Operating systems are historically the best thing since sliced bread or a complete flop, Windows 8 would be a good example of the latter. If you are a bit concerned about what Microsoft is generating this time, you are not alone. Even with the 8.1 update, Microsoft Windows 8 still fell short of users expectations.
This week Microsoft released its very early technical preview of Windows 10 and, thankfully, it looks like they have listened to their customers and plan to provide a sleeker, more user-friendly operating system in 2015.
Important Note:
Windows 10 has been released as a technical preview, which means the final product could be quite different from the current configuration. Microsoft has made plenty of promises for this software but preview barely scratches the surface. If you are planning to download a technical preview, keep in mind it is buggy, which means you may not want to install on your main PC.
Start Menu
Ah, the start menu! How many first time users of Windows 8 were utterly frustrated by the loss of this simple yet important feature? Windows 10 will bring the best of both Windows 7 and Windows 8 together to provide a start menu that is familiar yet offers the colorful live tile selections from 8. You will also be able to customize your start menu, which includes resizing options as well as movability. Microsoft has gone a long way to bring together features that are useful for touch, mouse and keyboard users so that no one feels left out.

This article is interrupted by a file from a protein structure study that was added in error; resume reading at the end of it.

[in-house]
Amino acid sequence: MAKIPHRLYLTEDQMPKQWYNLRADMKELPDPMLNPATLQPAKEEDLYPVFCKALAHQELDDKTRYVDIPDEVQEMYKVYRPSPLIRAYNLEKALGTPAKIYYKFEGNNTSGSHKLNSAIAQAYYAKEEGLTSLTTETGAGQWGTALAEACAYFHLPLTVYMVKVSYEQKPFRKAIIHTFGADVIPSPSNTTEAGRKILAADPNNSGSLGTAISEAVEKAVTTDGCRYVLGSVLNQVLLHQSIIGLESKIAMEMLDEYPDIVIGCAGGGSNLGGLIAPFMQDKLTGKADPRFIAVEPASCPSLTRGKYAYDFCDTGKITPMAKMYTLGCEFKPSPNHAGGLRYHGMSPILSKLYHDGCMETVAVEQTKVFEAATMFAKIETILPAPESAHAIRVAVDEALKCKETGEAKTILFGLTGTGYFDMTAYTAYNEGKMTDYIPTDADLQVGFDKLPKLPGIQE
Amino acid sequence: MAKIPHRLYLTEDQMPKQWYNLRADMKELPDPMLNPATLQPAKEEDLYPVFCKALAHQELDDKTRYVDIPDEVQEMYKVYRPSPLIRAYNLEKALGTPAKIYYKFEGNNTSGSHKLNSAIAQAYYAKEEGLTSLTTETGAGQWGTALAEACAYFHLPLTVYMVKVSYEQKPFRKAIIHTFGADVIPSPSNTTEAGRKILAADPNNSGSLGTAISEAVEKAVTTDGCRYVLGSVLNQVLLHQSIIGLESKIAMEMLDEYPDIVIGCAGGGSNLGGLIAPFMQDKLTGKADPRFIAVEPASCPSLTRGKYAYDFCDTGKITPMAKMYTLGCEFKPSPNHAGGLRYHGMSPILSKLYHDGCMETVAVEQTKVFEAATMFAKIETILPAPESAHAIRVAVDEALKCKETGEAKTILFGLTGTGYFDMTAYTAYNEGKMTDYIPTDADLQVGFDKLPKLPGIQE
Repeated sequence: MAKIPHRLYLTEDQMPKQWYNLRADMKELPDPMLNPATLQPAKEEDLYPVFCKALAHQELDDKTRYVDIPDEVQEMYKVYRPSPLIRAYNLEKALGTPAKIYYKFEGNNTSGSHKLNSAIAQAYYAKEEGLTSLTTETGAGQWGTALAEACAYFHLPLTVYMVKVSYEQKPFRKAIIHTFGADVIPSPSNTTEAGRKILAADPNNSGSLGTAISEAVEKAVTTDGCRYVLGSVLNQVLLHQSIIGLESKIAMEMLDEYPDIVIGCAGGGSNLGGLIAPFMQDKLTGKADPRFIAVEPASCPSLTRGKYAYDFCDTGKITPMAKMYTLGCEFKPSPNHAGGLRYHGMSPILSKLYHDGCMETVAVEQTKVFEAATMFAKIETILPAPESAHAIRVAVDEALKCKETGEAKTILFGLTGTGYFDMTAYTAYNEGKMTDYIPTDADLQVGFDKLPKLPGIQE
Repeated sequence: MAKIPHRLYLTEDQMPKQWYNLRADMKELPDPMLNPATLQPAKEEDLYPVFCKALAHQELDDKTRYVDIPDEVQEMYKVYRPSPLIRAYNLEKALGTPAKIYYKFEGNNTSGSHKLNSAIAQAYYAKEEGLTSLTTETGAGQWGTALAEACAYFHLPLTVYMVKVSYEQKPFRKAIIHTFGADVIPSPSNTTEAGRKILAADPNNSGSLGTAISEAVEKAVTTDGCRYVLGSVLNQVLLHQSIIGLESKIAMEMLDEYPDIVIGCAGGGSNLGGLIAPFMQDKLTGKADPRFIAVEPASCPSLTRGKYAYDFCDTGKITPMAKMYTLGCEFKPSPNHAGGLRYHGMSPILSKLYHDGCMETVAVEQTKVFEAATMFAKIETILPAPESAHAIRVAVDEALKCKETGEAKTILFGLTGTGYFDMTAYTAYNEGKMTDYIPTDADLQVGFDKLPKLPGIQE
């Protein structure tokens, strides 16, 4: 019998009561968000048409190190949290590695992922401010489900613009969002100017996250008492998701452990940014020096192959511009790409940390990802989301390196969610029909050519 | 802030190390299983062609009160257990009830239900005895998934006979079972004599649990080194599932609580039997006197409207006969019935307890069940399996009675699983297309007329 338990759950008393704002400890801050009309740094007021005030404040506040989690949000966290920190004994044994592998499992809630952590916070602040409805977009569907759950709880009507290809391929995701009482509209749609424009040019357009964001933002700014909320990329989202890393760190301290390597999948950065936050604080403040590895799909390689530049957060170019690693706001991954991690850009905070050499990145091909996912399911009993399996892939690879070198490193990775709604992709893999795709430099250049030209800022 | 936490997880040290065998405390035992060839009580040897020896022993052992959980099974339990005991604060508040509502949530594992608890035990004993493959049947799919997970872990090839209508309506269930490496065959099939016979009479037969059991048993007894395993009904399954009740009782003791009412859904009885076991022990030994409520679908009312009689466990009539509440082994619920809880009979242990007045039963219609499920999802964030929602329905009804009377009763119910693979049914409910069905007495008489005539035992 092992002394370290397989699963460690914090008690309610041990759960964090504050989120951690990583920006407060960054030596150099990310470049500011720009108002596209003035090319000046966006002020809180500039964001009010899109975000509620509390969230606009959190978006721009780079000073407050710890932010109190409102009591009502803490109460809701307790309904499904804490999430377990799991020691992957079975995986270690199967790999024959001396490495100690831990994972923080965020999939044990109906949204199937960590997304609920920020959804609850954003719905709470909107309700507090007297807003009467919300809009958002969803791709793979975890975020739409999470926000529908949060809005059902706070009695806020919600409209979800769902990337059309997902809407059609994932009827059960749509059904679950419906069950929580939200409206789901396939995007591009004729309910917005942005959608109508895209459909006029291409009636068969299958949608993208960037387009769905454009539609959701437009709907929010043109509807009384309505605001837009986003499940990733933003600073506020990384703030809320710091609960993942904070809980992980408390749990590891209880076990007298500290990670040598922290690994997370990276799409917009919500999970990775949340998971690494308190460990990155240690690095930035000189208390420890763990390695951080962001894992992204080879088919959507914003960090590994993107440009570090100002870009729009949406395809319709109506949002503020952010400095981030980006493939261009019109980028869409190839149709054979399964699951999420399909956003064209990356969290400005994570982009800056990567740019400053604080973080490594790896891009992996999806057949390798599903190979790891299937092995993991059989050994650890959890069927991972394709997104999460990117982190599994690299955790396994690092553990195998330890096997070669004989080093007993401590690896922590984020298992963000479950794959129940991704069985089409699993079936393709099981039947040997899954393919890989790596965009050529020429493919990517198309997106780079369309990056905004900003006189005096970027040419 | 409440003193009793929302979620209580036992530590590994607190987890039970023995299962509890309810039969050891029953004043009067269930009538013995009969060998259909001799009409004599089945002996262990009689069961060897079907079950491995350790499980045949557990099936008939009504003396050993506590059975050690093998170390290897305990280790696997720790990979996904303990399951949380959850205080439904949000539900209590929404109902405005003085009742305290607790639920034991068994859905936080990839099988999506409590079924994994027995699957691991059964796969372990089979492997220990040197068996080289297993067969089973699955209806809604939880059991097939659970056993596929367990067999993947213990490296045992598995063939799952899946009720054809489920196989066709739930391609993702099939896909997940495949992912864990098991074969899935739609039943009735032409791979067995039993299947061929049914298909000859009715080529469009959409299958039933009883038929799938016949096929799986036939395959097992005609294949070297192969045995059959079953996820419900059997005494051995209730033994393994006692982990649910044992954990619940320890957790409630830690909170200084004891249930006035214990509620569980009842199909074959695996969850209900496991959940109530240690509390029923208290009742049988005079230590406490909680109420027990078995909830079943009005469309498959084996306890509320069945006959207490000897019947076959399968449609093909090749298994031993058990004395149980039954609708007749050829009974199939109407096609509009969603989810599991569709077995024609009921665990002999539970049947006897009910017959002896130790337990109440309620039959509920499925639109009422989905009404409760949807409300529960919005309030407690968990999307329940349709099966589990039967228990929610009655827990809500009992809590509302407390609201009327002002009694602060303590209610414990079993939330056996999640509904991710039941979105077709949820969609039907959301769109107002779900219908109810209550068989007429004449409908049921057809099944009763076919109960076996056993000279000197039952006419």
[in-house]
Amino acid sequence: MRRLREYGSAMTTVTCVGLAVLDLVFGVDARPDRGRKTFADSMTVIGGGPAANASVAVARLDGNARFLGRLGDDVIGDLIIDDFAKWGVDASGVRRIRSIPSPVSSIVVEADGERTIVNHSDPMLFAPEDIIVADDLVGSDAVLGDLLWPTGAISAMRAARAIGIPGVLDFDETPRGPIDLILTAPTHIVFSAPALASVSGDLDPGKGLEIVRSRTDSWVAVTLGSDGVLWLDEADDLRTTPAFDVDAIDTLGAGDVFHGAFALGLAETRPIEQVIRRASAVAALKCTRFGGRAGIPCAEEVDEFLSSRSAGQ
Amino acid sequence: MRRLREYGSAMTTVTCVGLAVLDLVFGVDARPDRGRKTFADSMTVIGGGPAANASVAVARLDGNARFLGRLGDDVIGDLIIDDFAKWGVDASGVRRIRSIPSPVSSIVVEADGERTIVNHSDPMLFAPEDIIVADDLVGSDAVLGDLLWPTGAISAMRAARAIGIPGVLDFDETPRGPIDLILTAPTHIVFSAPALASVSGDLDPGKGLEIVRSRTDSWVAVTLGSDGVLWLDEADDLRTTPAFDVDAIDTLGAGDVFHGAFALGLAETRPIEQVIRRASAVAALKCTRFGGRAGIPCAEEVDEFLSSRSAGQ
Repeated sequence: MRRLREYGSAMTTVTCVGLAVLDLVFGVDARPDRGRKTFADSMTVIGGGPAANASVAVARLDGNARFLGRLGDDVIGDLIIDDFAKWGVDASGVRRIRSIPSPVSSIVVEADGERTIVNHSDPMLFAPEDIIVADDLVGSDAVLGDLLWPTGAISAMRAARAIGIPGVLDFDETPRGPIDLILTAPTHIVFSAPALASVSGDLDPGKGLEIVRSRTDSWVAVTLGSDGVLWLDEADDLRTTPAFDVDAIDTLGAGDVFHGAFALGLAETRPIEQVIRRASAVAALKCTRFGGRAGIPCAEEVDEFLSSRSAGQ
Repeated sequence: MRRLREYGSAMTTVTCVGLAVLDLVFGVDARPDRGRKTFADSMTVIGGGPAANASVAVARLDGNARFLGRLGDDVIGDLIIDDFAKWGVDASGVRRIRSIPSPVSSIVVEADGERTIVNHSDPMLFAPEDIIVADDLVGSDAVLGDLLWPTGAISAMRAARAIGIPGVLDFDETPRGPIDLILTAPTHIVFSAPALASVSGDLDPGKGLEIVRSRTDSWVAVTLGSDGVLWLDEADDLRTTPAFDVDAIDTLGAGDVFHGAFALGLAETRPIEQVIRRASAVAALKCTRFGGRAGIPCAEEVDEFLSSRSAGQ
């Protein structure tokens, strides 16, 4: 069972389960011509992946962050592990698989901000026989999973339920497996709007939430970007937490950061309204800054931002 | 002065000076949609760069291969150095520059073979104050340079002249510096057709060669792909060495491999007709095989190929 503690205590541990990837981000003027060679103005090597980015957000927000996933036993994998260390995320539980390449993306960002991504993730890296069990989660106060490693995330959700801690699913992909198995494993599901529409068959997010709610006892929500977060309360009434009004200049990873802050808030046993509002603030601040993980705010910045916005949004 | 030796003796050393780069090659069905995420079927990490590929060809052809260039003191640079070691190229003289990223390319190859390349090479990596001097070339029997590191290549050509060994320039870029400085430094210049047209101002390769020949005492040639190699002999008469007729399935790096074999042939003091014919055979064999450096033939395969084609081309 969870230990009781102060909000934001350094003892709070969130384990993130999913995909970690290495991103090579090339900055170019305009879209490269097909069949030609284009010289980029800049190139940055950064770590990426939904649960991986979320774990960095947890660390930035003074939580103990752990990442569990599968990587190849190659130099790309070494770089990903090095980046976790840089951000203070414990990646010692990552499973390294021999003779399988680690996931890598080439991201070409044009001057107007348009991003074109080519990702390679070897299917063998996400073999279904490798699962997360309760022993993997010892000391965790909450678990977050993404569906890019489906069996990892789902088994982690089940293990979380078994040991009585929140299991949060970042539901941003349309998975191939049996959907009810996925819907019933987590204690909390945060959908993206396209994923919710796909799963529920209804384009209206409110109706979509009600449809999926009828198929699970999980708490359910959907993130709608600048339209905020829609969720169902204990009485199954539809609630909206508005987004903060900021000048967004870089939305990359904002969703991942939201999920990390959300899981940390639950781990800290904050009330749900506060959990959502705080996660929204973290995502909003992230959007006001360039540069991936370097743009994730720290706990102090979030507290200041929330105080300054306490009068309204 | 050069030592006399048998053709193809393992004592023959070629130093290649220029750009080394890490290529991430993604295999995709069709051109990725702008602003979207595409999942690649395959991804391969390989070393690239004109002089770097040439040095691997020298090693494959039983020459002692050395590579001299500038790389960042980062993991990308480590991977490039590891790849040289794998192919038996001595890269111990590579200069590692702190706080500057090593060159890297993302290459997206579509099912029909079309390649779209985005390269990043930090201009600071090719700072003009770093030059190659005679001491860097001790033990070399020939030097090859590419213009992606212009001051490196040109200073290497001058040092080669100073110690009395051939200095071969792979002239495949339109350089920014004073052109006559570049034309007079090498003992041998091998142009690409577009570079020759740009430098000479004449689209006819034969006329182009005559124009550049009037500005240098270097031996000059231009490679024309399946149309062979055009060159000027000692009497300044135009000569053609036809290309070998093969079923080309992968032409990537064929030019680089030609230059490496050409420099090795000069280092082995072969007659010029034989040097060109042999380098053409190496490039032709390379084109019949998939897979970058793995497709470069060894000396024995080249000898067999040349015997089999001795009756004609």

If you had to choose one catch phrase for Microsoft Windows 10, it would be productivity. A key component for productivity is the addition of virtual desktops to the Windows platform. This feature has been available to Mac and Linux users for quite some time, but Windows 10 marks the first time it has been available with Microsoft software. Creating and switching between multiple desktops is very user friendly and for power users, this could be a very important feature.
One key productivity feature that has not been unlocked in the technical preview is the containerization of corporate data and user data. This is due in part to a delay in the release of systems management tools necessary to utilize this function. The tools should be available in early 2015, so hopefully the Beta release will include them.
Using Virtual Desktop:
• Click Task View on taskbar
• Click Plus sign (you can create several)
• Move between desktops- click task view and hover thumbnail
• Shortcut- press Ctrl + Win and tap right or left key
• Move apps between Windows- right click select move to
Multiple Devices
Universal apps are the answer to the question of running applications across differing types of devices such as laptop, phones, video game consoles and tablets. One problem with successfully pulling this off is the use of said apps across the different devices, people may want to access the same app on their laptop and phone, but they will very likely wish to utilize them differently. You also have issues with screen sizes, resolution, aspect ratios and much more. So far, developers are keeping the details of how Universal Apps will evolve close to the vest.
Microsoft Future
Technology is a competitive space and though laptops and PCs are still doing the lion’s share of the work, tablets and smart phones are coming on strong. In order to remain competitive, Microsoft Windows in 2015 is going to have to deliver on these promises and much more. What will the finished Windows 10 offer? The jury is still out but the initial preview is very promising for both casual and corporate users.